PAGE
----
Those slot machines in level 40 were especially suggestive to my mind. I believe Charlie has to be using those to get smuckers, but from who? His invisible civilians, perhaps. Or they could just provide some luckamancy function....

Or things like slots just generate money out of nothing? Like chickens just generate eggs, or cities generate units?
Er, far as an Erfworlder can tell, civilians don't exist, even conceptually.

But as Parson notes, the infrastructure that suggests the existence of civilian economic activity exists, and he has to go look at it to help generate more smuckers.
There were only a few basic functions of an Erfworld city. All of them were for war. But among the empty cookie-cutter buildings, this city had many oddities: structures that imitated functions it didn't really have.
There was an amphitheater, for instance. It would seat about 800. Why? There was never any reason to go there. Something like a bank or counting house stood on one corner near the garrison, its steel vault bare. There was an ice house, where blocks of burlap-covered ice would pop. When they eventually melted or sublimated, more ice blocks would pop.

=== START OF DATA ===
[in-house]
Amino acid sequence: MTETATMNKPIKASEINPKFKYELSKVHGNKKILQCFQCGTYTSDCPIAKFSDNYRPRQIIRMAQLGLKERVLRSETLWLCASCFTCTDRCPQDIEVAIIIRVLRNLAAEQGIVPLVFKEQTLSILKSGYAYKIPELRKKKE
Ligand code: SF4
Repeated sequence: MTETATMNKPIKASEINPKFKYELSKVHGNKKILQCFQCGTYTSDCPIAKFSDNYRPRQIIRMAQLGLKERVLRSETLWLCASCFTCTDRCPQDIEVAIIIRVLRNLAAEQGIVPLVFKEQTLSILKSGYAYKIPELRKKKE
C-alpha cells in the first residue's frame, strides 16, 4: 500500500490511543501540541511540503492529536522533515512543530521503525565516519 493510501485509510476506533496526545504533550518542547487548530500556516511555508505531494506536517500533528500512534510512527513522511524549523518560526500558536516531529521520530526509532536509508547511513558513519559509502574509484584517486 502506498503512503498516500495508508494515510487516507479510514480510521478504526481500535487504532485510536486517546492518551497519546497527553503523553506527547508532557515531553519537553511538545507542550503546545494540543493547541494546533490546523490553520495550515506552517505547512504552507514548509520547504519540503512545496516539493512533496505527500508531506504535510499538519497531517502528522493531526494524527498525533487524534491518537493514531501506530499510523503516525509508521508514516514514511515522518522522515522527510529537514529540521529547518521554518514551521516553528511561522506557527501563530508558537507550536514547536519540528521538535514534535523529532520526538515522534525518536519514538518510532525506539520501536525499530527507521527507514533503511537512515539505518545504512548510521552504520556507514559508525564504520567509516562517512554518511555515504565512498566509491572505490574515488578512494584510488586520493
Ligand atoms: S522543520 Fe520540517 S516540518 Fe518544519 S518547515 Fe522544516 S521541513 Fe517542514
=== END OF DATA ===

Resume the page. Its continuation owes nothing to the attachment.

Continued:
And there was also a slaughterhouse and smokehouse. This struck Parson as particularly weird, because of how farms worked. As he understood it, if you had a farm, then one turn a piglet would pop on your farm. It would live there for a few turns, becoming a bigger pig each turn. Then at the start of another turn, it would depop and various pig-related foods would pop in the larder of the nearest city and/or the capital.
Gobwin Knob's slaughterhouse stood clean and empty, fresh sawdust on the bloodless floor.
But he had to go and look at it, or it wouldn't "work" as efficiently. They would get more bacon next turn because he had walked in and out of the slaughterhouse this turn. Or possibly the act looking at it would doom the pigs, cows and chickens on some farm. He wasn't really sure.

I would suspect that, rather than dooming any pigs, cows, or chickens, a warlord (or courtier) 'managing' the slaughterhouse merely ensures more of the output goes to the military rather than being kept by an invisible civilian. I'd think that also extends to farms...and that the crops and animals visible are only the ones destined to military use. Those that would be kept by the invisible farmers anyway aren't visible.